Although the aim of distressing wood is to create an authentically aged, antique and shabby finish, it’s important not to overdo it, otherwise your furniture piece might end up looking like trash instead of a valued antique!

Also, you’ll want to focus your distressing efforts on the areas of your furniture that normally receive the most wear and tear, including the tops and edges of chairs, table feet, tabletops, and rungs on rocking chairs or stools.

Weathered look furniture can cost a fortune in a retail store

Process overview:

Let’s say you want to distress a rocking chair. Begin with the arms: use a fine grain of sandpaper to remove some of the existing paint/stain along the sides of each arm. Don’t take off too much of the finish, and sand only with the grain of the wood.

Then, use a wood file to sand down the ends of the chair arms; again file only in the direction of the grain, and don’t overdo it – all you want is a subtle curve. Use your mallet to add a few dents to the sides of the arms. Use restraint; if you hit too hard, you might break the arm of the chair! Use the mallet on the chair legs, too.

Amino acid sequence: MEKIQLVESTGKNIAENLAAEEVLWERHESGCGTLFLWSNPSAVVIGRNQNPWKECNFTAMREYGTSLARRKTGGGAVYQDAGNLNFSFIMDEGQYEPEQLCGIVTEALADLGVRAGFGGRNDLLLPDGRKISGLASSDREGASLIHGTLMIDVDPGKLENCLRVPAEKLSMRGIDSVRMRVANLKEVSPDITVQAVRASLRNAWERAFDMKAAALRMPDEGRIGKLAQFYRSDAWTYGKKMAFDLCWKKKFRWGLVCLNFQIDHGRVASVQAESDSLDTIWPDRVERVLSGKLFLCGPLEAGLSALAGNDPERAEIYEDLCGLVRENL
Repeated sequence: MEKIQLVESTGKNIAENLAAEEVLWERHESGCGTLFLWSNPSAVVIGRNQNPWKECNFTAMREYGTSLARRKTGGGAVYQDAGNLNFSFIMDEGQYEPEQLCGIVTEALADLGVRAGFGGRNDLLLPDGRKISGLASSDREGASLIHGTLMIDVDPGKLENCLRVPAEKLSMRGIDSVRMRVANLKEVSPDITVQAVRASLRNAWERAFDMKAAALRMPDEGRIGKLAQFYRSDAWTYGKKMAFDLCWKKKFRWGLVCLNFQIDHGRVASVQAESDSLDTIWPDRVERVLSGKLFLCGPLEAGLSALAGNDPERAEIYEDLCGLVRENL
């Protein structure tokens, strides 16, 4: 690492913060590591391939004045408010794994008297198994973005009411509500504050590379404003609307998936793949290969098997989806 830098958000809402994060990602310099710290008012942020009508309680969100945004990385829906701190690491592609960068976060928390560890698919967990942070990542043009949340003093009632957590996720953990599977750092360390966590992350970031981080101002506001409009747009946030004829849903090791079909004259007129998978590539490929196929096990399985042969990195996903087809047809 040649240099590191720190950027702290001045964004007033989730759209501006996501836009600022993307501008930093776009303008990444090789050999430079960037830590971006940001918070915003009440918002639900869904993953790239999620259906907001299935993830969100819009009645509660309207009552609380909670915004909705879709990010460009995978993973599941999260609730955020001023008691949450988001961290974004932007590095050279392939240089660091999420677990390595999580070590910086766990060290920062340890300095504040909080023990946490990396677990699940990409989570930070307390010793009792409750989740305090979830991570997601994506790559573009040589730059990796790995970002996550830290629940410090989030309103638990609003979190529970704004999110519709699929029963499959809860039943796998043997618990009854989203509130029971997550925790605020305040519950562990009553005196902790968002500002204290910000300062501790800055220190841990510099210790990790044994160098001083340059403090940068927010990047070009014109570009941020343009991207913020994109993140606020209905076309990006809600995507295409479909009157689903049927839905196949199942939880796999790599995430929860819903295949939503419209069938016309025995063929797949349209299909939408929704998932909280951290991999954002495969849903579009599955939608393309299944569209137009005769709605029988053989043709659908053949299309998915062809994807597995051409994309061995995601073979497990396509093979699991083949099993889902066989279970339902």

Get out your drill, and make four or five small holes in the back of the chair; you might want to put them in a cluster, to simulate a woodworm infestation. Use sandpaper to lightly sand down the base of the seat, and carefully make some scratch marks along the back of the chair using your wire brush. Finally, rub down the entire piece with some wax to seal the exposed wood.

And voila – you now have a distressed masterpiece that looks like an authentic beloved antique!

This post was written by the editor of a house painting website who also provides room color scheme tutorials and offers advice about choosing interior paint colors.

How to distress laminate furniture